I don’t teach because I know everything; I teach because I want to know everything.~ Teacher Lesley
I’ve figured out that the moment you cease to be curious about what you teach, you cease to be of use to your students.
In my commitment to becoming a master teacher, I am also committing to becoming a master learner. I am intentionally looking at the world and identifying those people, places, texts, and experiences that I need to lean toward in order to grow. As I connect with those resources, I will share them. Here are my favorites from November.
This is my first year teaching middle school English – I have primarily taught “language arts” as a partner to social studies and through the lens of interdisciplinary humanities. As I become more discipline focused, Moving Writers has been a wonderful blog to follow. A high school classmate introduced me to it when she began writing about her very cool work incorporating environmental activism into AP Literature courses. The posts come frequently and document implementable strategies from Kindergarten through 12th grade. Whether you work with English language learners, emerging writers, middle school analysts, or adolescent poets, there is something with which to connect and be inspired by. Also, you can apply to write for them, which is a cool professional development opportunity.
Soulforce Non-Violence Workshops
Growing up I attended Holman United Methodist Church in Los Angeles, CA. We were there many days a week for service, youth group, and choir. Our pastor was the Reverend James Lawson. He was a powerful leader and speaker. I had no idea he was a civil rights hero, even though I recall him mentioning knowing Dr. King several times. It was only while reading March: Book One with my students that I realized Reverend Lawson knew him, knew him.
Like sat with him – marched with him – taught him about non-violence – called him to Memphis where he was killed – knew him. Yeah.
Anyways, Reverend Lawson is still alive and still teaching non-violence as a justice practice. He holds monthly workshops which are now online. You, too, can be a student of an icon and join the ongoing movement for civil rights and non-violence in the world. I highly recommend. You can visit Holman’s website for more information and registration, as well as recordings of past workshops.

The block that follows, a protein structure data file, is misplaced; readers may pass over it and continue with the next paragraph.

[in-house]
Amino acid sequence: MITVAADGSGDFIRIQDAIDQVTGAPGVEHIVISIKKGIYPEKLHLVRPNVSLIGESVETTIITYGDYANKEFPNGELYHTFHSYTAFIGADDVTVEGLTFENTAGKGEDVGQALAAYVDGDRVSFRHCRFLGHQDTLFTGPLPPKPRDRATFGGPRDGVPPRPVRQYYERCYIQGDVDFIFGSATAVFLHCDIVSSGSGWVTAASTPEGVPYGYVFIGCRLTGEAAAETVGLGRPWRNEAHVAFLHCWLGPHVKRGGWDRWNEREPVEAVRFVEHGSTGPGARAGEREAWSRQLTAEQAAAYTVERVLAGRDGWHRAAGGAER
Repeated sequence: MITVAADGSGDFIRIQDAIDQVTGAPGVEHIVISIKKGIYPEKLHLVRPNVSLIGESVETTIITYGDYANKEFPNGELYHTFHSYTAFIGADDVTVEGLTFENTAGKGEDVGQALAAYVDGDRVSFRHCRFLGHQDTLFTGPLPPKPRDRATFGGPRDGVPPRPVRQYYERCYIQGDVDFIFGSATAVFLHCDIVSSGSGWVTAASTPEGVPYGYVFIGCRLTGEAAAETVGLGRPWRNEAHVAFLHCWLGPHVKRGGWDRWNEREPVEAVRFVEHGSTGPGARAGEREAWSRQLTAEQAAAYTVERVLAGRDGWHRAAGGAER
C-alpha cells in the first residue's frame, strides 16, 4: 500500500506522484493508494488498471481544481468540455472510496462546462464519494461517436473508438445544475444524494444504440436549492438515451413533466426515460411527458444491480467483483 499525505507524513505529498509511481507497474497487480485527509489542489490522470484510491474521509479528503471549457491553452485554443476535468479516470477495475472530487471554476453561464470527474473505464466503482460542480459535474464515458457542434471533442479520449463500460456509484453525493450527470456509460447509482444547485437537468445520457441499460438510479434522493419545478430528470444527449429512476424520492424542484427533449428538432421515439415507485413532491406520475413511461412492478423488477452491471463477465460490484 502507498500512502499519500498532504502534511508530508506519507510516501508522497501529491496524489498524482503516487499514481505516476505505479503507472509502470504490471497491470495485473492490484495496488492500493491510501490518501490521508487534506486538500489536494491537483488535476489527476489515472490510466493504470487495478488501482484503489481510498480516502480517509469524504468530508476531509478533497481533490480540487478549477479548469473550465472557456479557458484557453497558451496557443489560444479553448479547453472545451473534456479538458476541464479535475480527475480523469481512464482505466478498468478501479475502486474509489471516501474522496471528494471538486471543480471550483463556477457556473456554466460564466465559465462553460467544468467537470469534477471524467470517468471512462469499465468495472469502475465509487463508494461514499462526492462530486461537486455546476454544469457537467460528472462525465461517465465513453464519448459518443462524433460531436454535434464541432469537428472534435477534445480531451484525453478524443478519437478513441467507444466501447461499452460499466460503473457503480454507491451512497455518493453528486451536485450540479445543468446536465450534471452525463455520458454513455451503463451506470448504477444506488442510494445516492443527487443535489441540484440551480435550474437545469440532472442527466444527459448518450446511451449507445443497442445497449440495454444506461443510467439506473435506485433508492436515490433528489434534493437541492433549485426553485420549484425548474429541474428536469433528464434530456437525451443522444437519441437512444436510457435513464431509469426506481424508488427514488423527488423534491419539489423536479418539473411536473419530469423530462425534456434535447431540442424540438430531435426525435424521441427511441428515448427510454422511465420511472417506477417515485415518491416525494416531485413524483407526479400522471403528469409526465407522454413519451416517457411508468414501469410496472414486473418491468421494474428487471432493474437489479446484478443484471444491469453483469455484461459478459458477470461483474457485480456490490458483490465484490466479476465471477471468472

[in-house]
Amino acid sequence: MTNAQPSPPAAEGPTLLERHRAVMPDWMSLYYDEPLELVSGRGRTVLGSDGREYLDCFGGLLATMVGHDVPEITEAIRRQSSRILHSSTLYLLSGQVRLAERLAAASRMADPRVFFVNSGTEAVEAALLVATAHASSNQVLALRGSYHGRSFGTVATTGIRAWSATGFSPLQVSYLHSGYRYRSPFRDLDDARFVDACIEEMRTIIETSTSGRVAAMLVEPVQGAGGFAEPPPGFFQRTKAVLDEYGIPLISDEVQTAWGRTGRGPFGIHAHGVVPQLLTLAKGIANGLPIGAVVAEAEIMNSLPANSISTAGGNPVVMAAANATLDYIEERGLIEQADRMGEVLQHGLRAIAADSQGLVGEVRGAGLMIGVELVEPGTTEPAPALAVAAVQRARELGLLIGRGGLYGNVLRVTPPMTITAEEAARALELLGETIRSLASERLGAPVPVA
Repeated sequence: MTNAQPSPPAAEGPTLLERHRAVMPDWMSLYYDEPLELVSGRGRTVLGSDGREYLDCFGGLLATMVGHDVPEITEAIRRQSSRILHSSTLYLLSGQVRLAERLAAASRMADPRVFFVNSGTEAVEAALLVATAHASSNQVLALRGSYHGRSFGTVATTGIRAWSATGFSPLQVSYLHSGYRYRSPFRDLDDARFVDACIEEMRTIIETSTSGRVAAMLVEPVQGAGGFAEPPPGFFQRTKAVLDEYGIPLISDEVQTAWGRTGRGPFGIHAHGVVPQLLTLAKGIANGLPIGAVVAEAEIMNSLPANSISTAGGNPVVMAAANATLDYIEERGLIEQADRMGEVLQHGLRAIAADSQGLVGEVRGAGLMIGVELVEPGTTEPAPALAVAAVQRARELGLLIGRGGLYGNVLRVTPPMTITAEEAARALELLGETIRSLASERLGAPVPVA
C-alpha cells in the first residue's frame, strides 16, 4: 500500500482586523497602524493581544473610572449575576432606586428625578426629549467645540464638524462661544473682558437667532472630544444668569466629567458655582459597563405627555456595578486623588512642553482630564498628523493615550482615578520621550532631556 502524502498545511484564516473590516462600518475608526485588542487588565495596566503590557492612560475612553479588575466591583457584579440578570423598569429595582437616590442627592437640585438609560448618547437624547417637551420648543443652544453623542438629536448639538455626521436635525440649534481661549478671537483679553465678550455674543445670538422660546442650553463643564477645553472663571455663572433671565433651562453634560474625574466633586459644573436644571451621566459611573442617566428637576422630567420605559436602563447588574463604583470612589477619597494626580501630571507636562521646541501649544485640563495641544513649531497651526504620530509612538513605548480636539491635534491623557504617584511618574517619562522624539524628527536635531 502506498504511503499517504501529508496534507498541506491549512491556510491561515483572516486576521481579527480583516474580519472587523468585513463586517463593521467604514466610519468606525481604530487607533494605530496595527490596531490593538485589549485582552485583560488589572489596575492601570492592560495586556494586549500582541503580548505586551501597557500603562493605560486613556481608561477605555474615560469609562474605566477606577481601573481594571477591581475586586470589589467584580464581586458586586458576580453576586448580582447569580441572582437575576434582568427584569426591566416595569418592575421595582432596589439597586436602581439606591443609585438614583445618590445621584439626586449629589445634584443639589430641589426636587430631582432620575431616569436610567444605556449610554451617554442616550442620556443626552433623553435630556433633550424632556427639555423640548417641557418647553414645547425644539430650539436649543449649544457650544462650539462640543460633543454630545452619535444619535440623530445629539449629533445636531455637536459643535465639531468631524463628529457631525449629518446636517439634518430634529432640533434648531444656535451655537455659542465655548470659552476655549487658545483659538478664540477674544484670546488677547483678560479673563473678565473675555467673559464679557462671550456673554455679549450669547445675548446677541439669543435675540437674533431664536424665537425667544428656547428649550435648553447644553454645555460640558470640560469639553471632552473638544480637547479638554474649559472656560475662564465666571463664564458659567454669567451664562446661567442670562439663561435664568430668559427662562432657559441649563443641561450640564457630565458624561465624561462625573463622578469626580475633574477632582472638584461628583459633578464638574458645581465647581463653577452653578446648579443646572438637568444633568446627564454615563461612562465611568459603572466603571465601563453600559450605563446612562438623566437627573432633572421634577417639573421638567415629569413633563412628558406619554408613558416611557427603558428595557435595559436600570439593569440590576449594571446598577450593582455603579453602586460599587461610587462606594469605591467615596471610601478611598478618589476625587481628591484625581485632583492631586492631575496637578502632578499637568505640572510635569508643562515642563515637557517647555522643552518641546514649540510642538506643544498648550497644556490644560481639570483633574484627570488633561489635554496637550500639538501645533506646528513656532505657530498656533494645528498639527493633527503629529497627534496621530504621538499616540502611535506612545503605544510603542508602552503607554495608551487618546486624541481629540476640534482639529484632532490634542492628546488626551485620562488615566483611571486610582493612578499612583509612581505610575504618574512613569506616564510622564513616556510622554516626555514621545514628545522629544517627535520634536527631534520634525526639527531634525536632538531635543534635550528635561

Radical Dharma as Compassion Practice with Lama Rod Owens
This teaching by Lama Rod Owens from Nalanda Institute’s Offerings for Uncertain Times was truly lovely. The talk was titled “Radical Dharma as Compassion Practice” and includes a practice and lecture. Lama Rod Owens completed a traditional 3-year silent retreat program and was officially recognized by the Kagyu school of Tibetan Buddhism. He also completed his Master of Divinity degree at Harvard Divinity School. Additionally he released a book with Rev. angel Kyodo williams (left) and Jasmine Syedullah entitled, Radical Dharma, Talking Race, Love and Liberation. I especially enjoyed his practice “The Seven Homecomings”. It was an excellent reminder that in this time of hard things and darkness, we have so many resources we can tap into for strength. Learn more about Lama Rod and his newest book, Love and Rage: The Path of Liberation through Anger on his website, lamarod.com. I am now wondering if his name is Rodney. I would know SIX Rodney’s, including the one I am married to.
Liberation and Compassion with Reverend angel Kyodo williams
As my colleague and I prepare to teach To Kill A Mockingbird to our 7th graders, I am finding this article, “Your Liberation Is On the Line” by Rev. angel Kyodo williams very helpful. It was published in February 2020 and was adapted from a talk given at the NYC Shambhala center in May 2018. I began studying Buddhism at that center in my 20s and spent a lot of time there, so I enjoy picturing Rev. angel in that space. The main reason Mockingbird is still in our curriculum this year is so that there is an intentional effort to teach whiteness. I am wrapping my head around that and will share more about that effort and my journey to do it later. Meanwhile, I am grappling with my own feelings about whiteness and this quote is centering:
Many people in positions of dominance don’t know their own story. They don’t know their story in the way that when you’re marginalized, you are forced to know your story, to understand that you have a story, that you’re affected by a larger story, and that you’re working with all of it…people need to hear testimony that reveals how patriarchy has limited them in their white male bodies, how it has limited their ability to feel and express love. Something got stolen from them. Something got stolen from all of us. So you have to have compassion for the voice of the heart that has been lost or obscured, whether in others or in yourself…
This call to meet the oppressive experience of whiteness with compassion is a hard one, but I think it actually aligns with the encounters I have had and the ways in which I want to approach justice work. I recently did Rev. angel’s “Really Big Sit” a divine event where I ended up practicing for four and a half hours.
I originally thought I might last maybe two. There was a BIPOC breakout session where people of color from around the country sat together and many expressed this was their first opportunity to do so. It was a powerful event and then gifts of daily emails began to arrive. I am diving into many of Rev. angel’s past teachings and so many resonate that they will probably continue to be featured in this space. I’ve bought both of her books, Radical Dharma and being black. There is a half day sit coming up on December 19th.